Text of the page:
Volume 75, Number 36 | January 25 - 31, 200


Reform at S.L.A.might have to wait for a new governor

Governor Pataki’s recent appointment of an Upstate police chief to head the State Liquor Authority came as a huge letdown to residents of Downtown Manhattan who were desperately hoping the governor would appoint a commissioner who lives in New York City.

Thirty-five State Senators and Assemblymembers signed a letter urging Pataki to appoint a resident of the five boroughs to the S.L.A. In addition, Community Boards 3 and 4 — representing the East Village/Lower East Side and Chelsea, respectively, areas facing a serious oversaturation of bars and nightclubs — also wrote the governor to the same effect. But all their efforts were in vain.

New York City has 39 percent of the state’s liquor licenses and half the state’s population. It’s absurd that we have no representation on the S.L.A. The S.L.A., however, is a body wholly controlled by the governor. And the governor’s appointment of Daniel Boyle, police chief of Glenville, was confirmed by the Republican-controlled State Senate. According to Assembly Speaker Sheldon Silver’s office, Silver — leader of the Democrat-controlled Assembly — simply can’t influence the process.

We’re not against nightlife. It’s part of what makes New York City great. But there has been a persistent problem with the S.L.A. during Governor Pataki’s tenure — namely, the authority has not listened to local community boards’ recommendations and has repeatedly ignored and abused the 500-foot rule. This rule states that a license must be denied if three or more licensed premises are within 500 feet of the applicant’s location, unless granting such a license can be proved to be in the “public interest.”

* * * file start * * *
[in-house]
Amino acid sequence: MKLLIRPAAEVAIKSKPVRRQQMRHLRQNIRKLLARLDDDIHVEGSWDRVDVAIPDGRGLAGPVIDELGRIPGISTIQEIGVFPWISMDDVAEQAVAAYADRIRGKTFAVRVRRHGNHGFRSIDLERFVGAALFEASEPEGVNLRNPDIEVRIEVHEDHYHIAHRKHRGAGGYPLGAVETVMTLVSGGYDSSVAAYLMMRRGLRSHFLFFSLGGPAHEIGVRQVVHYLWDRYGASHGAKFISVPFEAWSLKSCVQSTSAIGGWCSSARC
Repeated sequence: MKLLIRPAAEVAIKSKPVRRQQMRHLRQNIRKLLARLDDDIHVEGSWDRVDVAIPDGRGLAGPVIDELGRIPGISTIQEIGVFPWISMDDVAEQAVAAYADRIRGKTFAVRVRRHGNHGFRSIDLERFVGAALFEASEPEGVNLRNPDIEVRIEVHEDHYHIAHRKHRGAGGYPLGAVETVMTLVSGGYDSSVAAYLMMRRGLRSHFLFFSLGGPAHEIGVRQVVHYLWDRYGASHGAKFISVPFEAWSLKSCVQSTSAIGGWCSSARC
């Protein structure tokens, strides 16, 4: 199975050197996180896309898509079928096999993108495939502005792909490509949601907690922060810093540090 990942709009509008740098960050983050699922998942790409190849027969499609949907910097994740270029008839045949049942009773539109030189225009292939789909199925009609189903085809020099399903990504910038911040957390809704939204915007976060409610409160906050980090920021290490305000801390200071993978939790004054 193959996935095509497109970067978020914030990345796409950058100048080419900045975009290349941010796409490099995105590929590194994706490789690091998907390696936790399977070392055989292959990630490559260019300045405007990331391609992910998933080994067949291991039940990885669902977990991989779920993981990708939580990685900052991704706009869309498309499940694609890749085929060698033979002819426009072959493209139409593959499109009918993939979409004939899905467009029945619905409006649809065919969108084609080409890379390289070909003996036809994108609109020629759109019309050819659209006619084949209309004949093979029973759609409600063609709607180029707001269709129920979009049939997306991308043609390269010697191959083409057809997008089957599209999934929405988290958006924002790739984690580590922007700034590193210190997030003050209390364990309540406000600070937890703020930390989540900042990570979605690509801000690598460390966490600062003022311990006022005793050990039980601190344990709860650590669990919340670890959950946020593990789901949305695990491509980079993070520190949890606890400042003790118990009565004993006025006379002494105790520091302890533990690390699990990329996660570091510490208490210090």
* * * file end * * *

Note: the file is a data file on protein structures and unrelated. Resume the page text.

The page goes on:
The result is today entire neighborhoods have become bar and club zones.

We need an S.L.A. that respects a community board when it recommends denial of an application because an operator has a bad track record or the location is in an oversaturated area. And we need an S.L.A. that doesn’t flout the 500-foot rule by flippantly justifying doling out licenses by saying they “help the economy.”

There is hope, though. Eliot Spitzer, a Democrat and New York City resident, is running for governor this year. If Spitzer is elected, we think it would be much more likely that we’d at last see some city residents among the S.L.A.’s three commissioners. And we would think these commissioners would be more sympathetic to our concerns than a bunch of Upstate Republicans who clearly are totally removed from what is going on down here.

The Villager has learned that Speaker Silver will hold a public hearing in the early spring on the S.L.A., at which the exemptions to and disregard of the 500-foot rule will be discussed, along with other concerns of local residents. We’re glad to see Silver getting more involved on S.L.A. reform. And we’d sincerely like to see Mayor Mike Bloomberg do the same.

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